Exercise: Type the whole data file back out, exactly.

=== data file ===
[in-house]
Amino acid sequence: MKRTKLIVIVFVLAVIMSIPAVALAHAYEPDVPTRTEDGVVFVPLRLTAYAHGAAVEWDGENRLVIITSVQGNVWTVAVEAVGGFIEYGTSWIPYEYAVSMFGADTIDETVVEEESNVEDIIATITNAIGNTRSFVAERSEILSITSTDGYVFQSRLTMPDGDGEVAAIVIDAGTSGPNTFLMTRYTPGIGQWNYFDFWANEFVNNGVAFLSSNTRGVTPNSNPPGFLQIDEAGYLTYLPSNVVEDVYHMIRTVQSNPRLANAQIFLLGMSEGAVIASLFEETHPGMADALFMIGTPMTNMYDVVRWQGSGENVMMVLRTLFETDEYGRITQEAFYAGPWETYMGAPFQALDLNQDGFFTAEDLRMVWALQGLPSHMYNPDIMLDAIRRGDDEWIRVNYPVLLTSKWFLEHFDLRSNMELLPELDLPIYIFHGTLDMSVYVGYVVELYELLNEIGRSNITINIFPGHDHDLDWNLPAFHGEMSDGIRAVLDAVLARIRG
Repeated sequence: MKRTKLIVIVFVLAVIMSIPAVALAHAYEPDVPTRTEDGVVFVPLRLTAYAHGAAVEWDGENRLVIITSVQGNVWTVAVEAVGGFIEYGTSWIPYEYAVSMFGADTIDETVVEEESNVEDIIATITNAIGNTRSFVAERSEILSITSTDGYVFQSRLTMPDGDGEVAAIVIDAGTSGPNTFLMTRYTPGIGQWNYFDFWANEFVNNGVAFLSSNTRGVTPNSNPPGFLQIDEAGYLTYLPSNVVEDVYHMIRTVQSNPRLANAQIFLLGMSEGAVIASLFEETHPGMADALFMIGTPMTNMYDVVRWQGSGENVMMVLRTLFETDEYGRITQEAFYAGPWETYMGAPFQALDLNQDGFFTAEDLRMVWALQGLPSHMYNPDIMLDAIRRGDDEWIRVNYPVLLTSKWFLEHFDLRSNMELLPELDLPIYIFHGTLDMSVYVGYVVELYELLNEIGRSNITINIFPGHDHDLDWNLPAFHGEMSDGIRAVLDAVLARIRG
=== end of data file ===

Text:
[in-house]
Amino acid sequence: MKRTKLIVIVFVLAVIMSIPAVALAHAYEPDVPTRTEDGVVFVPLRLTAYAHGAAVEWDGENRLVIITSVQGNVWTVAVEAVGGFIEYGTSWIPYEYAVSMFGADTIDETVVEEESNVEDIIATITNAIGNTRSFVAERSEILSITSTDGYVFQSRLTMPDGDGEVAAIVIDAGTSGPNTFLMTRYTPGIGQWNYFDFWANEFVNNGVAFLSSNTRGVTPNSNPPGFLQIDEAGYLTYLPSNVVEDVYHMIRTVQSNPRLANAQIFLLGMSEGAVIASLFEETHPGMADALFMIGTPMTNMYDVVRWQGSGENVMMVLRTLFETDEYGRITQEAFYAGPWETYMGAPFQALDLNQDGFFTAEDLRMVWALQGLPSHMYNPDIMLDAIRRGDDEWIRVNYPVLLTSKWFLEHFDLRSNMELLPELDLPIYIFHGTLDMSVYVGYVVELYELLNEIGRSNITINIFPGHDHDLDWNLPAFHGEMSDGIRAVLDAVLARIRG
Repeated sequence: MKRTKLIVIVFVLAVIMSIPAVALAHAYEPDVPTRTEDGVVFVPLRLTAYAHGAAVEWDGENRLVIITSVQGNVWTVAVEAVGGFIEYGTSWIPYEYAVSMFGADTIDETVVEEESNVEDIIATITNAIGNTRSFVAERSEILSITSTDGYVFQSRLTMPDGDGEVAAIVIDAGTSGPNTFLMTRYTPGIGQWNYFDFWANEFVNNGVAFLSSNTRGVTPNSNPPGFLQIDEAGYLTYLPSNVVEDVYHMIRTVQSNPRLANAQIFLLGMSEGAVIASLFEETHPGMADALFMIGTPMTNMYDVVRWQGSGENVMMVLRTLFETDEYGRITQEAFYAGPWETYMGAPFQALDLNQDGFFTAEDLRMVWALQGLPSHMYNPDIMLDAIRRGDDEWIRVNYPVLLTSKWFLEHFDLRSNMELLPELDLPIYIFHGTLDMSVYVGYVVELYELLNEIGRSNITINIFPGHDHDLDWNLPAFHGEMSDGIRAVLDAVLARIRG